# Changing Structs?

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Summary:
1)How do I copy a struct of one type to a struct of another type using a conversion function?

2) Is there a faster way to set the variables in a struct then typing out each one?

Explanation:

How do I convert one struct type to another using my own function?

Basically I want to be able to do the following:
 fVertex3d; fVertex3d.x = 1.5; fVertex3d.y= 14.1' fVertex3d.z = 11.4; iVertex3d = fVertex3d; 
Then iVertex3d sshould contain (2,14,11).

I just don't want to have to type this over and over:
 fVertex3d pos1; pos1.x = 1.5; pos1.y= 14.1' pos1.z = 11.4; iVertex3d pos2; pos2.x = align(pos1.x); pos2.y = align(pos1.y); pos2.z = align(pos1.z) 
Also it is required that I use my own align function.

About the struct varaibles, is there a faster way to set them then having to type .x,.y,.z ?

Structs and convert function:
 //Structs struct iVertex3d { int x,y,z; }; struct fVertex3d { float x,y,z; }; //Functions signed int align(float f) { return static_cast<signed int>((f < 0) ? floor(f) : f); }

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Try operator overloading. Then, you can define a rule for what happens when you do type = type assignments.

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I thought OO was just for classes? How would I implement this in a struct?

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I thought OO was just for classes? How would I implement this in a struct?

While the degree depends somewhat on the language you're using, classes and structs are extremely similar-- sometimes basically identical. You should be able to overload an operator for a struct the same way as you would for a class.

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I thought OO was just for classes? How would I implement this in a struct?

Type of both 'class' and 'struct' can have constructors, which is what is being recommended by others.

I do not recommend using implicit conversions, that way lies madness. Just write a function with a good name, and call it.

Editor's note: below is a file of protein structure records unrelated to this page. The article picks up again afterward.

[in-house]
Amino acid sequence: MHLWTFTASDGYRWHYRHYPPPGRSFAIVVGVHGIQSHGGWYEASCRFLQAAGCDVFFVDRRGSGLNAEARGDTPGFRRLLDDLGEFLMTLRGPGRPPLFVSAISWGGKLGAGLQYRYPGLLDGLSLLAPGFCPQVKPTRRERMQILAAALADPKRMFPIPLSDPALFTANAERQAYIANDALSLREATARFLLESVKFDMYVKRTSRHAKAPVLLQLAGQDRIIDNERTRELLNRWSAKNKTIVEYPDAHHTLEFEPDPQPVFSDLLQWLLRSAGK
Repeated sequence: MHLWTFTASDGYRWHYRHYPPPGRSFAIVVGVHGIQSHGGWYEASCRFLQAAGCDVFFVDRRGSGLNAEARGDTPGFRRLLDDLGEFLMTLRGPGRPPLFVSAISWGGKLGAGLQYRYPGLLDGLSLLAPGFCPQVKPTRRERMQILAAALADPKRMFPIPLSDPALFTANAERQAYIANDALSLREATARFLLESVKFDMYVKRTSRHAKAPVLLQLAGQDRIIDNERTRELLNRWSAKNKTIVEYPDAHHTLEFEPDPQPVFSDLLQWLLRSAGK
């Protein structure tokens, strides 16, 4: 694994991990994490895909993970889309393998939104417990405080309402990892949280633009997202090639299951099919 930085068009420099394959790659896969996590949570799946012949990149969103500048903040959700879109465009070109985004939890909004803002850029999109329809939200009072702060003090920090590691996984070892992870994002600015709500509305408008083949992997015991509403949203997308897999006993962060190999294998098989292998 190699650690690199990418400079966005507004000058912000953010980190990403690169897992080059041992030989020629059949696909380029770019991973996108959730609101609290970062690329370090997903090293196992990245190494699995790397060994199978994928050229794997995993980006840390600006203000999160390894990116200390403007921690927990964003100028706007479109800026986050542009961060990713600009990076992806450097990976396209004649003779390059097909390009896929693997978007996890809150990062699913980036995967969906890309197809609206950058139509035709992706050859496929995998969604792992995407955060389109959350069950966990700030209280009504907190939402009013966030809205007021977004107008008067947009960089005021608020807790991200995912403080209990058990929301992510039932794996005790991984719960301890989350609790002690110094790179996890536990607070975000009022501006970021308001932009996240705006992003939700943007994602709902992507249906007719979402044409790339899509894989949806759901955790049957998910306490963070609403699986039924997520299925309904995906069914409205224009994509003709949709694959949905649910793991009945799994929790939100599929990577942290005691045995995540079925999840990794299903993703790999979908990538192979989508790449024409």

inline iVertex3d from_fVertex3d(const fVertex3d& f) { iVertex3d i = { align(f.x), align(f.y), align(f.z) }; return i; } iVertex3d iv = from_fVertex3d(fv); 
The NRVO will elide unnecessary copies, and making the function inline can effectively make most of the code just disappear.

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In C++ there is no difference between classes and structs other than
1) members are private by default in classes and public by default in structs.
2) structs use public inheritance and classes use private inheritance if you don't specify.
Other than that they are exactly the same.

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Or in your iVertex3d provide an appropriate constructor :
 class iVertex3d{ private: int coord[3]; // (x,y,z) public: template<typename T> iVertex3d(const T& x, const T& y, const T& z){ coord[0] = round(x); coord[1] = round(y); coord[2] = round(z); } //... }; int main(){ iVertex3d iv( fvertex.x, fvertex.y,fvertex.z); } 

Also some suggestions,

1) Drop the hungarian notation. Your coding style should be consistent, if your consistent with hungarian notation, then your code will be hard to read.
2) Consider a template vector class:
 template<typename T, int N> class VectorN{ private: T coord[N]; public: VectorN(const T*begin, const T* end); //asserts (end - begin) < N //.... }; typedef VectorN<float,3> Vector3f; typedef VectorN<double,3> Vector3d; typedef VectorN<int,3> Vector3i; //... 

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Summary:
1)How do I copy a struct of one type to a struct of another type using a conversion function?

2) Is there a faster way to set the variables in a struct then typing out each one?

Explanation:

How do I convert one struct type to another using my own function?

Basically I want to be able to do the following:
 fVertex3d; fVertex3d.x = 1.5; fVertex3d.y= 14.1' fVertex3d.z = 11.4; iVertex3d = fVertex3d; 
Then iVertex3d sshould contain (2,14,11).

I just don't want to have to type this over and over:
 fVertex3d pos1; pos1.x = 1.5; pos1.y= 14.1' pos1.z = 11.4; iVertex3d pos2; pos2.x = align(pos1.x); pos2.y = align(pos1.y); pos2.z = align(pos1.z) 
Also it is required that I use my own align function.

About the struct varaibles, is there a faster way to set them then having to type .x,.y,.z ?

Structs and convert function:
 //Structs struct iVertex3d { int x,y,z; }; struct fVertex3d { float x,y,z; }; //Functions signed int align(float f) { return static_cast<signed int>((f < 0) ? floor(f) : f); }

1. Write a constructor in iVertex3d that takes a "const fVertex3d&" variable and then hide all the conversion stuff within the constructor. Or as mentioned above use a explicit conversion function that again takes the const reference and returns a new object

 //Constructor option struct iVertex3D { iVertex3D(const fVertex3D& value) {//do your stuff} } //Conversion function fVertex3D converte(const iVertex3D& val) { return fVertex3D(/* pass the values of val converted to float to this constructor */) } 

2. Yes there is as long as the struct is a simple POD(Plain old Data) you can use the "{}" to initialise it's variables e.g.:
iVertex3d newVertex = {1, 2, 3};
The above line will set the variables in order of how they are found in the definition of the type.

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